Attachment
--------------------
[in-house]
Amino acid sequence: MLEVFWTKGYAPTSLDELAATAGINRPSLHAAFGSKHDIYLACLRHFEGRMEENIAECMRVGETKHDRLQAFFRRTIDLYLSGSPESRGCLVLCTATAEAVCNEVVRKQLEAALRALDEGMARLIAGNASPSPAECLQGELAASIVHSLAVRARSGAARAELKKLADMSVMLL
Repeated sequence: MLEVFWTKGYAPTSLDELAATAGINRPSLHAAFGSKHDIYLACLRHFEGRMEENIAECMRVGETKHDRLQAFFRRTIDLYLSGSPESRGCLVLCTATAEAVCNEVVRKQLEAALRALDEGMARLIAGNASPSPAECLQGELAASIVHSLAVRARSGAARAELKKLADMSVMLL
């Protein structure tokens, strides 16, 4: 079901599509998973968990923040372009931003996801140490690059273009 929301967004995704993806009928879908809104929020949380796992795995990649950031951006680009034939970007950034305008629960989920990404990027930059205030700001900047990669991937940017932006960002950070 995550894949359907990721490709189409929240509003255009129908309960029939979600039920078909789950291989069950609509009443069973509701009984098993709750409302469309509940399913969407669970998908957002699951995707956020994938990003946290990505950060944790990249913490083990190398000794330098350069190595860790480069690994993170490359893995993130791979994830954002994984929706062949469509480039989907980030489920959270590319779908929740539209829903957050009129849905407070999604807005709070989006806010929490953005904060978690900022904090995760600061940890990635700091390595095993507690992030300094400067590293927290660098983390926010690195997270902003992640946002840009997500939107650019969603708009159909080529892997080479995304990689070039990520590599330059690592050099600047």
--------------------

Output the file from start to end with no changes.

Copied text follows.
[in-house]
Amino acid sequence: MLEVFWTKGYAPTSLDELAATAGINRPSLHAAFGSKHDIYLACLRHFEGRMEENIAECMRVGETKHDRLQAFFRRTIDLYLSGSPESRGCLVLCTATAEAVCNEVVRKQLEAALRALDEGMARLIAGNASPSPAECLQGELAASIVHSLAVRARSGAARAELKKLADMSVMLL
Repeated sequence: MLEVFWTKGYAPTSLDELAATAGINRPSLHAAFGSKHDIYLACLRHFEGRMEENIAECMRVGETKHDRLQAFFRRTIDLYLSGSPESRGCLVLCTATAEAVCNEVVRKQLEAALRALDEGMARLIAGNASPSPAECLQGELAASIVHSLAVRARSGAARAELKKLADMSVMLL
């Protein structure tokens, strides 16, 4: 079901599509998973968990923040372009931003996801140490690059273009 929301967004995704993806009928879908809104929020949380796992795995990649950031951006680009034939970007950034305008629960989920990404990027930059205030700001900047990669991937940017932006960002950070 995550894949359907990721490709189409929240509003255009129908309960029939979600039920078909789950291989069950609509009443069973509701009984098993709750409302469309509940399913969407669970998908957002699951995707956020994938990003946290990505950060944790990249913490083990190398000794330098350069190595860790480069690994993170490359893995993130791979994830954002994984929706062949469509480039989907980030489920959270590319779908929740539209829903957050009129849905407070999604807005709070989006806010929490953005904060978690900022904090995760600061940890990635700091390595095993507690992030300094400067590293927290660098983390926010690195997270902003992640946002840009997500939107650019969603708009159909080529892997080479995304990689070039990520590599330059690592050099600047």